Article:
Depending on the travel insurance plan you choose (Emergency Medical or Trip Cancellation & Trip Interruption Insurance), the period of coverage helps you clarify when your coverage kicks in, and when it expires.
For example, our Multi Trip Annual Within Canada plan covers you for a maximum of 35 consecutive days per trip, with coverage starting on the date of each departure from your home province, and ending each time you return back to your home province or on the expiry date of the policy (whichever occurs first).
To learn more about the benefits of your Emergency Medical policy, evaluate the eligible medical and related expenses that the company will cover and how you’ll be reimbursed. Use this checklist to find out what a comprehensive travel medical plan should cover. Here are 2 key things to note:
- Orient yourself with key definitions, such as what is a medical emergency and what isn’t? What is the meaning of a medical treatment? How does the company define a pre-existing medical condition?
- Sum insured limits outline the maximum amount that you’ll be reimbursed. Confirm these limits for different emergency medical benefits such as hospital allowance, fracture treatment, emergency dental treatment, child care, return of pets & return of vehicle.
Check out these related articles and FAQs on our blog that’ll help you better understand your Emergency Medical coverage:
- Who handles the hospital billing when a medical emergency happens abroad?
- Will the travel insurance provider reimburse my out-of-pocket expenses?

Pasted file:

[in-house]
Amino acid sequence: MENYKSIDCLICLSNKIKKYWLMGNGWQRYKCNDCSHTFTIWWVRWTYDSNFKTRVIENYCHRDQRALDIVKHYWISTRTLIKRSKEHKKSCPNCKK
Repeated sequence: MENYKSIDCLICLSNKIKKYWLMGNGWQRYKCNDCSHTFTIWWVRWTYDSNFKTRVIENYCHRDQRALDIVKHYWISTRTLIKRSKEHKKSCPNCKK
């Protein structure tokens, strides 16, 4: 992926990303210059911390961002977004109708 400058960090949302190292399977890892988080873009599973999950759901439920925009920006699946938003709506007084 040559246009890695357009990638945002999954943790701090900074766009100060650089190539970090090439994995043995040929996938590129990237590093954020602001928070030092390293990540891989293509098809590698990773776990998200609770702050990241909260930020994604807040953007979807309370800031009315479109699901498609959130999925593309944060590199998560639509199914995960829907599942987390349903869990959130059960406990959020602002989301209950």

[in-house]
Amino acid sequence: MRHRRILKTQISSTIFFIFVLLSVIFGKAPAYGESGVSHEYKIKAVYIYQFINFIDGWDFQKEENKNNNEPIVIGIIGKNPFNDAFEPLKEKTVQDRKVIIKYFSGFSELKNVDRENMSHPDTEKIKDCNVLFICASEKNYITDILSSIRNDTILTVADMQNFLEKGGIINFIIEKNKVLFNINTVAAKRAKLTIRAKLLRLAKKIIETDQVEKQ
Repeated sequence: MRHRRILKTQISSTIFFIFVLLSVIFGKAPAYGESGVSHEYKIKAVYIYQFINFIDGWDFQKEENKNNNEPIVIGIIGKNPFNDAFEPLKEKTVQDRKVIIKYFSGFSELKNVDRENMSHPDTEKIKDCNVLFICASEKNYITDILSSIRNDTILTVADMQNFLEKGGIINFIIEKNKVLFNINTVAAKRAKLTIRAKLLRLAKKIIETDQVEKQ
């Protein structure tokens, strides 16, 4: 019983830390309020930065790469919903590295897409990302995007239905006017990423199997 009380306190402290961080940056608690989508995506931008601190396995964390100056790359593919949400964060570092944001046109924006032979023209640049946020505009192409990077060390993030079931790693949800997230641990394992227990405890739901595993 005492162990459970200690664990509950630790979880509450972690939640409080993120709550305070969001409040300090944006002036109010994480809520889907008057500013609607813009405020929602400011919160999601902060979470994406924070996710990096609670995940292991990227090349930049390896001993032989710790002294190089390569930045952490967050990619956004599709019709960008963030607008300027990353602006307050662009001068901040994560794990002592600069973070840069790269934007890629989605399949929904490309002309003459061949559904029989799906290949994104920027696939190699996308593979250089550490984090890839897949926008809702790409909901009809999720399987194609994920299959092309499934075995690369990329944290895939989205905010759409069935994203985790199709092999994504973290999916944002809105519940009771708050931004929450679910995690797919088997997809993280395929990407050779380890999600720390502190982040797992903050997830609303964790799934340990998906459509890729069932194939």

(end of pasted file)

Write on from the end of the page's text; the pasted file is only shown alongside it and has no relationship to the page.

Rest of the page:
- When and how does medical air evacuation happen?
For Non-medical insurance policies like Baggage Insurance and Rental Car Protection, take note of the key terms and conditions so you’re well-informed during your trip. For instance, in case of lost, damaged or delayed luggage, know exactly what is covered (and understand the different requirements or documents that’ll help you open a baggage claim smoothly.
In case your travel plans get delayed, cancelled or interrupted, Trip Cancellation &Trip Interruption Insurance helps you get reimbursed for prepaid, non-refundable travel expenses if you have to cancel all or part of your trip. Covered risks in your policy identify the valid reasons for cancelling or interrupting your trip that the insurance company will provide coverage for. For example, some of the reasons covered by TuGo are:
- Medical reasons – i.e. sickness, injury or death of you, your travelling companion or an immediate family member.
- Employment – job loss, transfer or cancellation of business meeting at your final destination.
- A formal travel advisory for your destination, jury duty, court appearance or non-issuance of you or your travel companion’s visa.
- Flight delay or cancellation due to weather conditions, volcanic eruptions etc.
- Natural disasters such as hurricanes or earthquakes.
As you finalize your trip, learn more about your destination to better understand the kind of coverage you’ll need. Based on your research, you’ll be able to confirm if your policy will reimburse you in case you need to change your travel plans last minute, due to events beyond your control.